- On its surface, it sounds like a great story
- But the reality is another matter
Hong Kong (CNN)The headlines are everywhere.
"Pair prank their way into North Korean golf tournament," read Brisbane's Nine News.
"2 Australian men pretended to be pro golfers and faked their way into the North Korean Open," proclaimed SBNation.com
Even Golf Digest fell for it: "Pair of Australian hackers pull ultimate prank by posing as pros to play in North Korea Golf Championship."
On its surface, it sounds like a great story. So let's start there ...
The awesome story
Two Australians, who by their own admission are terrible golfers, bluffed their way into a premier golf tournament in North Korea.
Morgan Ruig and Evan Shay -- a real estate agent and a builder, respectively -- had just wrapped up a polo event in China when they decided to go out on a limb.
"We thought why be a single internationalist when you could be a dual internationalist? So we got Googling on some exotic sports close by," Ruig told CNN in an earlier interview.
Ruig says it came down to Mongolian Eagle Racing or the North Korean Amateur Golf Open -- and made their decision over a "long lunch."
They then sent an email to event organizers and, to the pair's surprise, it didn't take long to score an invite -- although a little creative wording did help.
"We said we were a couple of Australian golfers. And they wrote back asking if we were the Australian team. And we sort of swerved around that question and thought we'd run with it," Ruig said.
Soon, Ruig and Shay would be gracing the hermit kingdom's only course -- which it bills as the world's most exclusive. It's also where late leader Kim Jong-Il is said to have made 11 hole-in-ones.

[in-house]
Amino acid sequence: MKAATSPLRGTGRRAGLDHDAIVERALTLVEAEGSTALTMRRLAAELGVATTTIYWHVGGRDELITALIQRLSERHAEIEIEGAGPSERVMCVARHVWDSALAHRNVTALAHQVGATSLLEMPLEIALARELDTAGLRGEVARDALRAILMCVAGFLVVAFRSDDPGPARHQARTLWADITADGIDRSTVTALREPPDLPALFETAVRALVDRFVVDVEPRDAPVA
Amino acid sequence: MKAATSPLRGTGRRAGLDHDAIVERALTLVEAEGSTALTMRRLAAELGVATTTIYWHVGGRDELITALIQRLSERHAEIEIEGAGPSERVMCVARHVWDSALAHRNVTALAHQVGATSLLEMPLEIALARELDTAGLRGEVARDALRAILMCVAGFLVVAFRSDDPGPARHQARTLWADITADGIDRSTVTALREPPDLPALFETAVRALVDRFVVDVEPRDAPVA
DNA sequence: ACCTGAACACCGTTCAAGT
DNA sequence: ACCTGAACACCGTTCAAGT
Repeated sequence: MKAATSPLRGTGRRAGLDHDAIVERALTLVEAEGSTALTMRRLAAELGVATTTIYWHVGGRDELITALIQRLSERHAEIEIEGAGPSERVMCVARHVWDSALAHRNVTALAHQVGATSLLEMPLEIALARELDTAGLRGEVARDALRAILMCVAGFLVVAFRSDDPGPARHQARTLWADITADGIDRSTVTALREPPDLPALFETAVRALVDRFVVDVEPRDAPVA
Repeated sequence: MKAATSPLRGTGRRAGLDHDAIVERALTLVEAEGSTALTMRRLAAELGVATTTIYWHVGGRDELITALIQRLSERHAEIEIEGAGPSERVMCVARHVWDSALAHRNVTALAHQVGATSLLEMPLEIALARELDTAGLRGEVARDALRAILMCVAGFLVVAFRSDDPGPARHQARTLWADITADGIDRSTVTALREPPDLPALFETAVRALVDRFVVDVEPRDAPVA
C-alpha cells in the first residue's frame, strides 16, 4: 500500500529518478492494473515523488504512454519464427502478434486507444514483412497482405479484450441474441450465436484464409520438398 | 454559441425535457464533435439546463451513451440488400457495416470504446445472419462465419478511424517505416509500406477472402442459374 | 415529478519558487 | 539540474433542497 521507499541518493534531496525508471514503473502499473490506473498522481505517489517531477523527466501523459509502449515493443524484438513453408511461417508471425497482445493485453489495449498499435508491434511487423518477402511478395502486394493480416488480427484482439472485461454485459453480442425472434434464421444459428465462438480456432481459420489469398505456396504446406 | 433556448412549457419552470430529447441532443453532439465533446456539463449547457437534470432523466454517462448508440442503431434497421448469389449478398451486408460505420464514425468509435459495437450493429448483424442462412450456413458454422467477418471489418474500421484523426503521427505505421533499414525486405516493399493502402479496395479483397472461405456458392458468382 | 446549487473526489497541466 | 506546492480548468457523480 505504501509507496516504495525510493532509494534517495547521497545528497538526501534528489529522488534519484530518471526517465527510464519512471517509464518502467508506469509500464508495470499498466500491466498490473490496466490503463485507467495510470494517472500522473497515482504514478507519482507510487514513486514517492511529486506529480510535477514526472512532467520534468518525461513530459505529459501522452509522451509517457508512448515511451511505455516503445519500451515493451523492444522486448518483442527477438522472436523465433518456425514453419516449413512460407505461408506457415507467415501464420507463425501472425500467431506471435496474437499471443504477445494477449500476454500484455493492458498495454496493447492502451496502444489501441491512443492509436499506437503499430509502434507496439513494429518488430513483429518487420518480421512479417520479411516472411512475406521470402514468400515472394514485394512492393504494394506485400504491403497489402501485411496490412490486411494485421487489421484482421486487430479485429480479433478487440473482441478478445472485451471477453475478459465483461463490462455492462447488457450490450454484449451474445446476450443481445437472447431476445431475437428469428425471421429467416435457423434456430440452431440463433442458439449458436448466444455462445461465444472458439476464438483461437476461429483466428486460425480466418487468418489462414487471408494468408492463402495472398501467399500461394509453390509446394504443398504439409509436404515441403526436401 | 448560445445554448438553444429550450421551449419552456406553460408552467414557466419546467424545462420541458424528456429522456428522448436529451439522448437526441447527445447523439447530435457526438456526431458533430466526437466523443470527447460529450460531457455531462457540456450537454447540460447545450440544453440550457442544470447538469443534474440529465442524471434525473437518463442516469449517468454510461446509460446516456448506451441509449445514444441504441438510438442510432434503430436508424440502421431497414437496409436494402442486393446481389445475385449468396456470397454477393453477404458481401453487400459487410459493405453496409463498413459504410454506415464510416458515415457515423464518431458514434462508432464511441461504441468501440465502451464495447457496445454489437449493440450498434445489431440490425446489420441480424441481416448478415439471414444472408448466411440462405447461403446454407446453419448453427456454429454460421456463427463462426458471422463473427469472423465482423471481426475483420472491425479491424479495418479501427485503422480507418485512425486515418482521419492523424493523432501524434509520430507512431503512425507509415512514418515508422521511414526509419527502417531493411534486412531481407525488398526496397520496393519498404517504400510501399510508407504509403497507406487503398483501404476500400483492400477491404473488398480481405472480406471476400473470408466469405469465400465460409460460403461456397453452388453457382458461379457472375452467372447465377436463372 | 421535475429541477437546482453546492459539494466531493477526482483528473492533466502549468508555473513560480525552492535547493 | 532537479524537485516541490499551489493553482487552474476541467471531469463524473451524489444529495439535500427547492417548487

Now the pair just needed to look the part. So they found a tailor in Beijing who made them very official-looking green jackets, complete with an Australian emblem and the inscription "Polo and Golf Grand Slam Tour The Orient 2016" underneath.
Ruig says North Korean officials rolled out the red carpet, chauffeuring them around Pyongyang on official tours.
"It was fantastic. We were well looked after, the people were lovely and kept us well fed and full of beer!" he said.
It seems everyone thought this plucky duo was the real deal ... until they teed off.
"Evan, my offsider, was one of the first to tee off and I think they knew pretty quickly after he dropped three balls into the river that we weren't all we were talked up to be," Ruig said.
"They knew pretty much from there that it was a laugh and we got a good round of applause when Evan finally finished the hole with an 8 on the par 5," he added.
By the end of the 18th, Ruig and Shay had hacked their ways to abysmal scores of 120 and 126 respectively. They only finished ahead of the teenage daughter of another country's ambassador.
So, what really happened?
The Amateur Golf Open at the Pyongyang Golf Complex isn't something the North Korean government puts on. It's an annual event hosted by a UK-based tour company Lupine Travel.
You don't have to be a pro. You don't even have to know how to play golf.
All you have to do is book through the tour company and you can take part -- no "duping" required.
It says so right on its website: "Bookings are taken exclusively through British travel agents Lupine Travel."
That would explain why the guys weren't asked any questions. That would also explain why they were wined and dined and taken care of so well. The price of booking includes "breakfast, lunch and dinner each day."
And that would also explain why their photos are so prominently displayed on Lupine's site.
Also, they needn't have bothered with the custom-made jackets. Some played with windbreakers on, and the tournament also included a bride and groom in their wedding outfits.
Reached again for comment, Ruig told CNN that Lupine organized the tour and the men's visas. He wouldn't say any more.
But hey, it's a great story ... almost.